A valuable characteristic that comes along with our Relative Strength methodology is objectivity. While the ability to make rules-based investment decisions is easier said than done, it is what allows us to “stay the course” and leads to long term outperformance. In his book, What Works on Wall Street, James O’Shaugnessy found, “The only way to beat the market over the long term is to use sensible investment strategies consistently…The lack of discipline devastates long-term performance.”

The information contained herein has been prepared without regard to any particular investor’s investment objectives, financial situation, and needs.  Accordingly, investors should not act on any recommendation (express or implied) or information in this material without obtaining specific advice from their financial advisors and should not rely on information herein as the primary basis for their investment decisions.  Information contained herein is based on data obtained from recognized statistical services, issuer reports or communications, or other sources believed to be reliable (“information providers”).  DWA and the information provider accept no liability to the recipient whatsoever whether in contract, in tort, for negligence, or otherwise for any direct, indirect, consequential, or special loss of any kind arising out of the use of this document or its contents or of the recipient relying on any such recommendation or information (except insofar as any statutory liability cannot be excluded).  Any statements nonfactual in nature constitute only current opinions, which are subject to change without notice.  Neither the information nor any opinion expressed shall constitute an offer to sell or a solicitation or an offer to buy any securities, commodities or exchange traded products.  This document does not purport to be complete description of the securities or commodities, markets or developments to which reference is made.  
Past performance is not indicative of future results.  Potential for profits is accompanied by possibility of loss.    You should consider this strategy’s investment objectives, risks, charges and expenses before investing.  The examples and information presented do not take into consideration commissions, tax implications, or other transaction costs. Diversification does not guarantee profit or protect against loss in declining markets. Asset allocation cannot eliminate the risk of fluctuating prices and uncertain returns. Wells Fargo Advisors, LLC did not assist in the preparation of this report, and its accuracy and completeness are not guaranteed. The material has been prepared or is distributed solely for information purposes and is not a solicitation or an offer to buy any security or instrument or to participate in any trading strategy. Wells Fargo Advisors is the trade name used by two separate registered broker-dealers:This article was written by Charles Tumlin, Wells Fargo Advisors, Beaufort, S.C.  The views expressed by Charles Tumlin are his own and do not necessarily reflect the opinion of Wells Fargo Advisors, LLC or its affiliates. Investments in securities and insurance products are: NOT FDIC INSURED/NOT BANK-GUARANTEED/MAY LOSE VALUE. Wells Fargo Advisors, LLC, Member SIPC, is a registered broker-dealer and a separate non-bank affiliate of Wells Fargo Company.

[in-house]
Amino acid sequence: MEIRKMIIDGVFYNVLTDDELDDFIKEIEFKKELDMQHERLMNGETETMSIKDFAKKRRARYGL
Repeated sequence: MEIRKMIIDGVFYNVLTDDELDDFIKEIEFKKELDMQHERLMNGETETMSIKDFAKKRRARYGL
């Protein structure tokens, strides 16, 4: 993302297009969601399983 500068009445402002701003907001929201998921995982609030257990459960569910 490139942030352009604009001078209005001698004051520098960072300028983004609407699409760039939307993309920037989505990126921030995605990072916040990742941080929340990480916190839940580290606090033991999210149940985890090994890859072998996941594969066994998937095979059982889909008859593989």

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Navigating Today’s Economy

By Charles Tumlin

 

While changes in the economy occur regularly, what we have experienced recently is anything but a “normal” change. The challenges of the current economy haven’t been seen or experienced in our country in decades. Like most investors, you may wish you could figure out some way to know when economic conditions were about to change, or what adjustments you should make in your portfolio based on current conditions.  It’s a tricky topic, and even economists disagree about the nature and causes of economic cycles.  But we can at least take a look at some of the issues you need to be aware of, and help familiarize you with how the economy works.

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When should you buy stocks?

By Charles Tumlin

Have you ever done your homework on an investment, maybe read some good things in a periodical, or gotten your hands on a fascinating research report on an up and coming company?  All the pieces seem to be in place.  You make your investment with confidence, but the stock heads straight down.  If you have been an investor for any amount of time it has happened to you!